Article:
The epidermis can be normal, atrophic, and hyperplasic or ulcerated with fungi that are located in the hyperplastic bottom25. The evaluation of the dermis infiltrates of lymphocytes, histiocytes, epithelioid cells, giant cells, plasma cells, and eosinophils, revealed vasodilation and vascular neoformation. The histiocytes present sporadically with fungi in their interior, suggesting that they are phagocytosing the fungi; these cells eventually give rise to the multinucleated giant Langerhans cells26.

Differential Diagnosis

There are several conditions that may interfere with the diagnosis of lobomycosis or lacaziosis. These include the more frequently observed keloid scar27 (Figure 7), other fungal infections, such as cromomycosis (Figure 8), sporotrichosis, phaeohyphomycosis, and histoplasmosis, tuberculoid leprosy (Figure 9), verruciform elephantiasis resulting from paracoccidioidosis (Figure 10), and diffuse anemia leishmaniasis (Figure 11).

Figure 7 - Keloid scar at 1 year postoperatively after a cesarean section.

Figure 8 - Chromoblastomycosis: A lesion of chromoblastomycosis that progressed during a disease course of 25 years. More characteristic form of the lesion.

Figure 9 - Virchow leprosy: keloid nodular lesions observed in the dorsal region.

Figure 10 - Elephantiasis nostras verruciformis due to paracoccidioidosi s: mycosis complicated by repetitive cellulitis in the inguinal region.

Figure 11 - Anergic diffuse leishmaniasis.

A well-performed clinical history is of paramount importance for the differential diagnosis, especially in case of diseases associated with fungal infections, since the clinical evolution of this type of disease is usually slow, and confusion may arise due to the association with other events experienced by the patient throughout life.


To date, there is no effective treatment for lacaziosis. Several studies have reported on the surgical treatment and disease relapse, but little is known regarding the best technique that can be used with respect to the lesion margins, involvement of other tissues, and the time to disease recurrence.

Currently the choice of treatment is defined according to the clinical presentation of the disease. For the unifocal and localized forms, surgical treatment is performed, followed by treatment with various combinations of medications, such as clofazimine (50 mg/day), dapsone (100 mg/day), or itraconazole15, which begins immediately after surgery and is continued for at least one year, with the aim to decrease the chances of relapse and eventually achieve a cure.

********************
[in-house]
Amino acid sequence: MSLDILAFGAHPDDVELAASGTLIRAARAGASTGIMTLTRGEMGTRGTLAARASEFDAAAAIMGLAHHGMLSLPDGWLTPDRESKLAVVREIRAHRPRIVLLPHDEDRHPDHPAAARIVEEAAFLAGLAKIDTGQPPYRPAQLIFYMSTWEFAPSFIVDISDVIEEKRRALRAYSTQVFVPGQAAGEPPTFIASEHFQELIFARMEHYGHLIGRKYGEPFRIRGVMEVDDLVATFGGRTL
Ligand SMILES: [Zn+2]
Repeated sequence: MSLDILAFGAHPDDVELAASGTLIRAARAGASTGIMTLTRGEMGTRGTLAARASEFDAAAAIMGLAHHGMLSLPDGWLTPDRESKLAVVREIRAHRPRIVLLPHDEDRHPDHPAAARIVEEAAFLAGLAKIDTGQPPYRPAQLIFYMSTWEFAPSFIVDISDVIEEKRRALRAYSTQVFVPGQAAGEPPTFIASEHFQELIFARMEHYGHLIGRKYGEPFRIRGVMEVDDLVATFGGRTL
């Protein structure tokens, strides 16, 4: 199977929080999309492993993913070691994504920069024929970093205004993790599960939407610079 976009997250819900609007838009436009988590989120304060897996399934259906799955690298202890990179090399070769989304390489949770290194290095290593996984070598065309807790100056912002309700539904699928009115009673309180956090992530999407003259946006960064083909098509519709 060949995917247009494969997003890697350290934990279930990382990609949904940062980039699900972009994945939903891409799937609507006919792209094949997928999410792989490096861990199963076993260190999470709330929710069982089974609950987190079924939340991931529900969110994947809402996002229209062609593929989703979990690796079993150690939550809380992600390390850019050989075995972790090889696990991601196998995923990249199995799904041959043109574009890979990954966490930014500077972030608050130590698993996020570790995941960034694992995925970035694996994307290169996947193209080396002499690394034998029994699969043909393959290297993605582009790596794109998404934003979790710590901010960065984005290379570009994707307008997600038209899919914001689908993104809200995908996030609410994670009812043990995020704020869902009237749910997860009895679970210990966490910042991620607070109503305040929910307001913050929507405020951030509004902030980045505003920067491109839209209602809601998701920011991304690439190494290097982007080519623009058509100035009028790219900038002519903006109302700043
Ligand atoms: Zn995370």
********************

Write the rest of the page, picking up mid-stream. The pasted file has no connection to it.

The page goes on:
According to Miranda et al.27,28, administration of clofazimine in the postoperative period at doses of 300 mg/day in the first month, 200 mg/day in the second month, and 100 mg/day until completing 24 months of treatment best impedes disease relapse. Some reports suggested that the disease was cured with the use of posaconazole29 and of other drug combinations7.

The best results in the medium term are obtained with surgical treatment, since it devolves a little of the quality of life of patients who present with deforming injuries and invoke revulsion30.

Surgical treatment

Several reports describe the surgical treatment of lacaziosis; however, there are only a few studies on the techniques used during the surgical treatment of these lesions. Here, we will discuss the surgical aspects of the lesions of the patients submitted to surgical treatment at the Hospital de Base de Porto Velho and Hospital Santa Marcelina from June 2006 to July 2014.

Informed Consent

All patients submitted to surgical treatment signed the informed consent form authorizing the surgery, and anatomopathological assessment and allowed the dissemination of data regarding the treatment used and the photographs taken during the course of treatment. This study is registered with the institutional Ethics Committee under number 48872115.9.0000.0013.


From 2006 to 2014, a total of 22 patients, 19 male and 3 female, underwent surgical treatment. The patients were aged 35–68 years. None of the patients had relatives with the disease or similar lesions, confirming the findings reported by Dias et al. in 197022.

A 97-year-old patient diagnosed with the disease 63 years ago was referred to our clinic for the removal of lesions on the trunk (Figure 12), hands, and penis (Figure 13); he had previously undergone resection of some lesions and was not aware of the precise number of previous surgeries. He also underwent drug treatments, without mentioning which.

Figure 12 - Disseminated lobomycosis in a 97-year-old patient.

Figure 13 - Disseminated lobomycosis in a 97-year-old patient.

He did not allow surgeons to remove the lesions that bothered him. This patient had disseminated lobomycosis, with numerous lesions on the thorax, hands, arms, legs, and an injury to the body of the penis.

This patient returned 5 years later, with the same complaints and presented with slight clinical evolution of the nodulations. He did not allow surgical treatment again; however, the case drew our attention due to the slow evolution of the pre-existing lesions.

Among the 22 patients who submitted to surgical treatment, the duration of the disease ranged from 7 years to 45 years.